As usual, his rich baritone caused a warmth to blossom in her chest, across her cheekbones, to the very tips of her ears. Each step he took toward her changed the earth around them, brightening the hazy skies, making the air feel as crisp and cool as it tasted. Darkened, multicolored leaves fell from the thinning trees and crunched beneath his feet, a final gasp of life as they surrendered to the Fall.

She closed her eyes and winced against the sound. Continue reading


Light the Sea by Lisa

It was tradition. On the last day of Autumn before the oncoming death of Winter, lights are set adrift on the sea to carry prayers for the safe return of our men, lost on far-off waves, far-off shores.

The women lining the beach are here for different reasons, and many think terrible things about the others. Maybe her man didn’t return because he didn’t want to. Maybe she should give up, when her father is clearly dead. Maybe she doesn’t deserve to be here… her son hasn’t been gone long enough to bother the gods with.

When we sing, though, we sing together, and our voices ring strong and true, each of our singular devotions combined in a harmonious plea for our loved ones.

The tune dies down and the women gather together, tell each other their story, why they stand on the sand and set lights on the tide. Who they are praying for. How long they’ve been gone.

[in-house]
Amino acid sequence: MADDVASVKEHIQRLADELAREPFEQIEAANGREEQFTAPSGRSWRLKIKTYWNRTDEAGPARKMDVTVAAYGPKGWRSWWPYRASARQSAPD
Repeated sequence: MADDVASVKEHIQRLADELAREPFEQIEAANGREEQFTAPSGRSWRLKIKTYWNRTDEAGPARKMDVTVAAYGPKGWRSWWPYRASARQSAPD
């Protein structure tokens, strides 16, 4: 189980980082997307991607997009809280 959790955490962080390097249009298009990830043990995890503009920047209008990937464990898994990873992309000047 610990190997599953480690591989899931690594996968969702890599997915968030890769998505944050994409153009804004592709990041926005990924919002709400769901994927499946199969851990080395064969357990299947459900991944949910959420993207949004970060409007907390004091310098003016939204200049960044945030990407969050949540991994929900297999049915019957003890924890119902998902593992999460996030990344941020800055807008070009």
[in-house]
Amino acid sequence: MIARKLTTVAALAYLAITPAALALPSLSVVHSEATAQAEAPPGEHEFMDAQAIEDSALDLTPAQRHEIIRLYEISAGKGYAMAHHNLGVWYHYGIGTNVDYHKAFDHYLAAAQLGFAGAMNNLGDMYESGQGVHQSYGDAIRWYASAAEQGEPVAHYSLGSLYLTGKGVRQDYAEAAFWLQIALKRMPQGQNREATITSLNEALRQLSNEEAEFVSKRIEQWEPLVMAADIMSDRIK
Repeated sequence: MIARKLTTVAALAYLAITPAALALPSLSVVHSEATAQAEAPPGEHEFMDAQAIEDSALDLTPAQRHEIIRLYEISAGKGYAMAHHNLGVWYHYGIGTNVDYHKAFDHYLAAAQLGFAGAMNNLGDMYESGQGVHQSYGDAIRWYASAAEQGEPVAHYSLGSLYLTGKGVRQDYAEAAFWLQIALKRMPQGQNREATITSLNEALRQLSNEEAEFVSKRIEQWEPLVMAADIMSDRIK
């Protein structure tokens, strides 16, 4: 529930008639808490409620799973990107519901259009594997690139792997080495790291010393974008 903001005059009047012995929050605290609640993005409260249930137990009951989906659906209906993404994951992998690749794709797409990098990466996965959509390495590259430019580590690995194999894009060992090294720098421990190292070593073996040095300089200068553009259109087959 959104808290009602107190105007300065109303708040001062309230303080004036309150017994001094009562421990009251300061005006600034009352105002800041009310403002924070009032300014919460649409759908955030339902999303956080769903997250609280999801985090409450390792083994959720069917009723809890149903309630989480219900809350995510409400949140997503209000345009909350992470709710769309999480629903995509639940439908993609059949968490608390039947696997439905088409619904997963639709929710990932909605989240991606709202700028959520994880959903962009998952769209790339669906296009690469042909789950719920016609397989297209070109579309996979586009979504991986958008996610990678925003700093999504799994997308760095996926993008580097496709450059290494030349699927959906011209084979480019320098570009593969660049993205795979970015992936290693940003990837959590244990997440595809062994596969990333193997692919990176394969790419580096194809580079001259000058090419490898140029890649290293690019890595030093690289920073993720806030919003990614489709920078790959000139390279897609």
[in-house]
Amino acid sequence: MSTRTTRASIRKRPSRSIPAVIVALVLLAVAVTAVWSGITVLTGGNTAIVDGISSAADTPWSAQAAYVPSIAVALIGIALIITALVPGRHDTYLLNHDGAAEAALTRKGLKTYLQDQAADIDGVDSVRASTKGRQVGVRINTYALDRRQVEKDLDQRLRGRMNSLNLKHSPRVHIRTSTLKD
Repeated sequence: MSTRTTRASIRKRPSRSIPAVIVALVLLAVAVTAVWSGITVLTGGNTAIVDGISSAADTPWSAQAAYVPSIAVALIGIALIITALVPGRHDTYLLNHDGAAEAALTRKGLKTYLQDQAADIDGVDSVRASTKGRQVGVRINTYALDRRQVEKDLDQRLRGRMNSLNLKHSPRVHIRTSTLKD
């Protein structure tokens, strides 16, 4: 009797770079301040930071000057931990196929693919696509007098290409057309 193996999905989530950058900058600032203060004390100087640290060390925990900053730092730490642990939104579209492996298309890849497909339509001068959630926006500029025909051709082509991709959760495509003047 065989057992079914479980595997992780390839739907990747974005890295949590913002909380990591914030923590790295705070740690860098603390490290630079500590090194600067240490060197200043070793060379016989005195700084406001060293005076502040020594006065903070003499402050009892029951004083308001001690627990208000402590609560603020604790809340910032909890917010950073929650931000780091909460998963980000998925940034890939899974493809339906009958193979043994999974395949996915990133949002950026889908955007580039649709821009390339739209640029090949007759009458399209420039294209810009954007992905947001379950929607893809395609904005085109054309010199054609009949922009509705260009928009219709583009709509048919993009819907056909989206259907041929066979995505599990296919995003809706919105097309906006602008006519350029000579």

Eventually, as the lights float like glowing flotsam towards the horizon and disappear or go out, one by one, the women drift away as well.

“Come, Nali,” my mother says, her touch light on my shoulder. I pretend not to hear her, though. I don’t turn away from the lights, so small on the water now. I can’t just yet.

This is not our first light festival. My father is almost always on a fishing voyage during this season. But it is the first time I have had two lights to light.

“Freezing to death on the beach won’t bring Kole back to you any sooner,” she says, her voice gentle. My mother understands the waiting and the wondering, but an unfair part of me wants to yell that at least she’s had my father. At least she’s borne his children. All Kole left me with was a promise.

I’m ashamed to be thinking such thoughts of my mother and father, but still can’t take my eyes off the lights in the distance.

“He’s been gone months longer than planned.” I say, my voice leaking out doubts that I didn’t even know I had buried in me.

My mother’s strong arm wraps around my shoulders and she holds me to her side. “Maybe he’s trading for supplies for your new home. There are things we can’t get on our island.”

But maybe he’s dead. Maybe his ship crashed, overturned, sank to the depths of the sea.

“Tonight is not a night to doubt, Nali,” my mother says, her voice still gentle, but with a firmness to it now. You’ve sent a light to lead Kole home, you musn’t dim it with your doubts.”

She turns to head home, and I know that I will follow her soon. I picture Kole’s face. Smooth skin, angled features, dark eyes alight with intelligence and laughter.

Far out to sea, a light I have been watching since it left my hands, suddenly flairs—then disappears. I don’t know if this means that my prayer has been answered, or not.

 

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This story is inspired by a real (but different) island ceremony.